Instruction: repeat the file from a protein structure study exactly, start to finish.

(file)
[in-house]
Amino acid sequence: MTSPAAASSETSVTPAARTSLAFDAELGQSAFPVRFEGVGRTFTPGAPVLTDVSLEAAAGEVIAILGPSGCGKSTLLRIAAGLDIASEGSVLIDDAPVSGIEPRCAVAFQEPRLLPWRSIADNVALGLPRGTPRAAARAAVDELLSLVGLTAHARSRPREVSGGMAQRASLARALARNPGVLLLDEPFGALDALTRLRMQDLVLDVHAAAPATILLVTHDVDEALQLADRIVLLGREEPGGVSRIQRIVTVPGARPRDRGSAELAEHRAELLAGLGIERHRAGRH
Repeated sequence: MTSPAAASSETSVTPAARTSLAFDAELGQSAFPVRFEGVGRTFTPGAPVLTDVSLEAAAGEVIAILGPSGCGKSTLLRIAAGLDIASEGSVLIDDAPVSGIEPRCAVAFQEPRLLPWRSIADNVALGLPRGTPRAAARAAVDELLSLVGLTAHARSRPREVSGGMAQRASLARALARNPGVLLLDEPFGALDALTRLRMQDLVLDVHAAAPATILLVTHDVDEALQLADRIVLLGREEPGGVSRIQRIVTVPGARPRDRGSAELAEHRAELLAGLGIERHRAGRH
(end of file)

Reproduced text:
[in-house]
Amino acid sequence: MTSPAAASSETSVTPAARTSLAFDAELGQSAFPVRFEGVGRTFTPGAPVLTDVSLEAAAGEVIAILGPSGCGKSTLLRIAAGLDIASEGSVLIDDAPVSGIEPRCAVAFQEPRLLPWRSIADNVALGLPRGTPRAAARAAVDELLSLVGLTAHARSRPREVSGGMAQRASLARALARNPGVLLLDEPFGALDALTRLRMQDLVLDVHAAAPATILLVTHDVDEALQLADRIVLLGREEPGGVSRIQRIVTVPGARPRDRGSAELAEHRAELLAGLGIERHRAGRH
Repeated sequence: MTSPAAASSETSVTPAARTSLAFDAELGQSAFPVRFEGVGRTFTPGAPVLTDVSLEAAAGEVIAILGPSGCGKSTLLRIAAGLDIASEGSVLIDDAPVSGIEPRCAVAFQEPRLLPWRSIADNVALGLPRGTPRAAARAAVDELLSLVGLTAHARSRPREVSGGMAQRASLARALARNPGVLLLDEPFGALDALTRLRMQDLVLDVHAAAPATILLVTHDVDEALQLADRIVLLGREEPGGVSRIQRIVTVPGARPRDRGSAELAEHRAELLAGLGIERHRAGRH